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A formal response to our rabble rousing from Senator Carr’s office

Following our recent series of articles on innovation in Australia (our Australia Day series), we received the following note from the Office of Senator Kim Carr, Australia’s Innovation Minister. We were expecting a dressing down. Here's what we got instead.

Diary of an entrepreneur raising capital: Money for nothing

I can never figure out if that Dire Straits song goes “money for nothing and your chicks for free” or “money for nothing and your cheques for free”. Let’s stick with cheques for this post, because everyone knows you don’t get chicks for free unless you play the guitar on the MTV. Plus, getting cheques for free is in context with what I want to talk about.

Would you like to be CEO of Commercialisation Australia?

Our 'secret-squirrels' have revealed to Anthill that the seven board positions, appointed to analyse and approve Commercialisation Australia funding applications, have been filled and that an announcement is imminent. No-one knows who will be among this 'magnicifent seven' other than those appointed or involved in the decision. In fact, it is a complete mystery to external observers how these important functionaries were selected. Was there some sort of process behind closed doors? Were they vetted? Were the decisions political? Or vaguely political, chosen in the same fashion as a US High Court Judge, to perform the role yet still be 'on-side' with the powers that be?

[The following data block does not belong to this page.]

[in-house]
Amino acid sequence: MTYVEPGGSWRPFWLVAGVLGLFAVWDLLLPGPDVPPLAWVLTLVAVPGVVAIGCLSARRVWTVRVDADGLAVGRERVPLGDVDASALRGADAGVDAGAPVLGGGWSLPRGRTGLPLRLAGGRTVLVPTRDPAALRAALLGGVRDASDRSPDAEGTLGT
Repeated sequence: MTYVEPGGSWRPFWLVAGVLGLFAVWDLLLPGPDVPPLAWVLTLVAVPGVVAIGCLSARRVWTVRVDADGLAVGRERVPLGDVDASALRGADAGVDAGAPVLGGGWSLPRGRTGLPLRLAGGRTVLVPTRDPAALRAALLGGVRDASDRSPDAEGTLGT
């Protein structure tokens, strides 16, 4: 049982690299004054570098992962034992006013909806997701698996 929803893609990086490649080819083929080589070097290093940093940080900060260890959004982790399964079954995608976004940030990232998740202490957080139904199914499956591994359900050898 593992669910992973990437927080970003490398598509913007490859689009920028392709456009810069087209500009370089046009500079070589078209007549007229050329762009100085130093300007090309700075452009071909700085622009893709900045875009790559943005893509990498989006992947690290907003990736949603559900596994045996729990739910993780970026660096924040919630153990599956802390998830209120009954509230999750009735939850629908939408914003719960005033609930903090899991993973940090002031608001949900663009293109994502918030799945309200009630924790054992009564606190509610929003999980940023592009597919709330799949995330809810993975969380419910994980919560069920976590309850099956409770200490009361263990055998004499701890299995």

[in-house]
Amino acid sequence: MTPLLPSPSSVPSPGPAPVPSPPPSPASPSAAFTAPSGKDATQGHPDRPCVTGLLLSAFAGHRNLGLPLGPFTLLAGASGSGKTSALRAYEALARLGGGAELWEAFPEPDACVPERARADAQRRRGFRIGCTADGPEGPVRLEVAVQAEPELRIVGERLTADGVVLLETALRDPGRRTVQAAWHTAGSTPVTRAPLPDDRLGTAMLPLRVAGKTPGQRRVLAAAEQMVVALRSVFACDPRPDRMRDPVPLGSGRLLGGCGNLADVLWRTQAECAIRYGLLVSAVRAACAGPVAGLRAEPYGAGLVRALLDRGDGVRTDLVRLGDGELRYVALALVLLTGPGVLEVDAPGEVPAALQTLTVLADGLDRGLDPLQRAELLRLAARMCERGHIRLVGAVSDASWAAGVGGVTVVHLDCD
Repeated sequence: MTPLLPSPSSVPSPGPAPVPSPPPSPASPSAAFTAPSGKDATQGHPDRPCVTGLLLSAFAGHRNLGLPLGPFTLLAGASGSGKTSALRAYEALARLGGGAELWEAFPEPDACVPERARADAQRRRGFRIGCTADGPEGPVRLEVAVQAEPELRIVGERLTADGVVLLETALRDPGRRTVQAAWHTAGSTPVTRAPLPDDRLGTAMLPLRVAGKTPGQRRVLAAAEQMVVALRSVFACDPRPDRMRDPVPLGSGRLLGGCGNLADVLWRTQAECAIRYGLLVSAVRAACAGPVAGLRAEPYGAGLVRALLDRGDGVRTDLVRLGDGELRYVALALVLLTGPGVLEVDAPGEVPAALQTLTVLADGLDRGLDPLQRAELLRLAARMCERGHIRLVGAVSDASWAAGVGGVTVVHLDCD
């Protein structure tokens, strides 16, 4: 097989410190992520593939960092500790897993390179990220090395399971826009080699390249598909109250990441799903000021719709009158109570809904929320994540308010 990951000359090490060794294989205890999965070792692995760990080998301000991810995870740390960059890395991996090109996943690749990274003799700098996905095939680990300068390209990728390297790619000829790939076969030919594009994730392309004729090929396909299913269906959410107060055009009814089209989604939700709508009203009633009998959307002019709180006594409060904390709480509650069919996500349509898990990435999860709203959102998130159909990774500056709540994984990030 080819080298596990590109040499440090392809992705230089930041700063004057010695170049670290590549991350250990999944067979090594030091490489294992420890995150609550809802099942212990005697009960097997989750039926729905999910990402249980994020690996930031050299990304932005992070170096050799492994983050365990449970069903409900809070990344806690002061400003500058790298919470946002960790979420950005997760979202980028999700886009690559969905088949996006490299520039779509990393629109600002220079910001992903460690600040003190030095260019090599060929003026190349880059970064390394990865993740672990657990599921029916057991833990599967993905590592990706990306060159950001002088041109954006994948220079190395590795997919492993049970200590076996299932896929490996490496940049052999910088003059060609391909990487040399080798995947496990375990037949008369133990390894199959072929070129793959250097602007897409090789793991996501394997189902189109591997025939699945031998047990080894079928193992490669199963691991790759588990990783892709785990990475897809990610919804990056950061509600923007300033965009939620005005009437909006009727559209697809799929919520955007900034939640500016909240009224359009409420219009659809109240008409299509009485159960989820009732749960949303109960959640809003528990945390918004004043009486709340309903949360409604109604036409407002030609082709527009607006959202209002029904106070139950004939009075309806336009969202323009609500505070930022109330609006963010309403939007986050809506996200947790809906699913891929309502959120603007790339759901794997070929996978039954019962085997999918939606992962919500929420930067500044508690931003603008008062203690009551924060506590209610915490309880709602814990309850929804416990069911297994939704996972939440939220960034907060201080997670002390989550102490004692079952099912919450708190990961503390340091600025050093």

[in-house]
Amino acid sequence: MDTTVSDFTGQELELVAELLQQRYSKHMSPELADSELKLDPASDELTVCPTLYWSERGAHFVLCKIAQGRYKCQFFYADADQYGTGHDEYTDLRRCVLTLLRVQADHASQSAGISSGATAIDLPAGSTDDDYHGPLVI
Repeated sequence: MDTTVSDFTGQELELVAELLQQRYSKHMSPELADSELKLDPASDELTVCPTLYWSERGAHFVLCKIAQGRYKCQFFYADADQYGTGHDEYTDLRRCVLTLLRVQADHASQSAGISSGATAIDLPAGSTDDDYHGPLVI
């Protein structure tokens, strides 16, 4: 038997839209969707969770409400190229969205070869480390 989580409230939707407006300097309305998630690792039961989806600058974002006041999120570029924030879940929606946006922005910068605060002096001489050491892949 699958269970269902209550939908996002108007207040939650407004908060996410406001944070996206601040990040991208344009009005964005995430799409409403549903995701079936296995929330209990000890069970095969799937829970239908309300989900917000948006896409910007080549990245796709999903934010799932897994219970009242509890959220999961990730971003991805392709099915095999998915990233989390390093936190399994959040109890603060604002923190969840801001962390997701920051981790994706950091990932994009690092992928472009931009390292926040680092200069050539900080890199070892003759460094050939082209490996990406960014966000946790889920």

The proposed Australian R&D tax reforms… Do they walk the talk?

Inconsistency is what most influences an organisation's decision to invest in R&D and the extent of its R&D investment. This is because a company cannot budget and minimise risk if it does now know the extent to which it is likely to be eligible for a tax concession. The proposed reforms to the R&D tax concession not only conflict with their stated purpose but offer no consistency to organisations already engaged in the complex task of commercialising innovation... whether novel or risky.

The proposed Australian R&D tax reforms… Do they walk the talk?

Inconsistency is what most influences an organisation's decision to invest in R&D and the extent of its R&D investment. This is because a company cannot budget and minimise risk if it does now know the extent to which it is likely to be eligible for a tax concession. The proposed reforms to the R&D tax concession not only conflict with their stated purpose but offer no consistency to organisations already engaged in the complex task of commercialising innovation... whether novel or risky.

Can Australia really claim to be a nation of innovators?

Is innovation a driver of economic development down-under? The simple answer is, yes. But is it a core driver – part of our national psyche, supported by government policy? I personally don’t think that it is. I’m not so sure that ‘necessity’ is a part of life for most Australians. I don’t think that the ‘tyranny of distance’ still forces us to work smarter, not harder. In fact, the only cultural description I believe worth citing as part of this innovation debate is Australia’s reputation as a ‘lucky country’.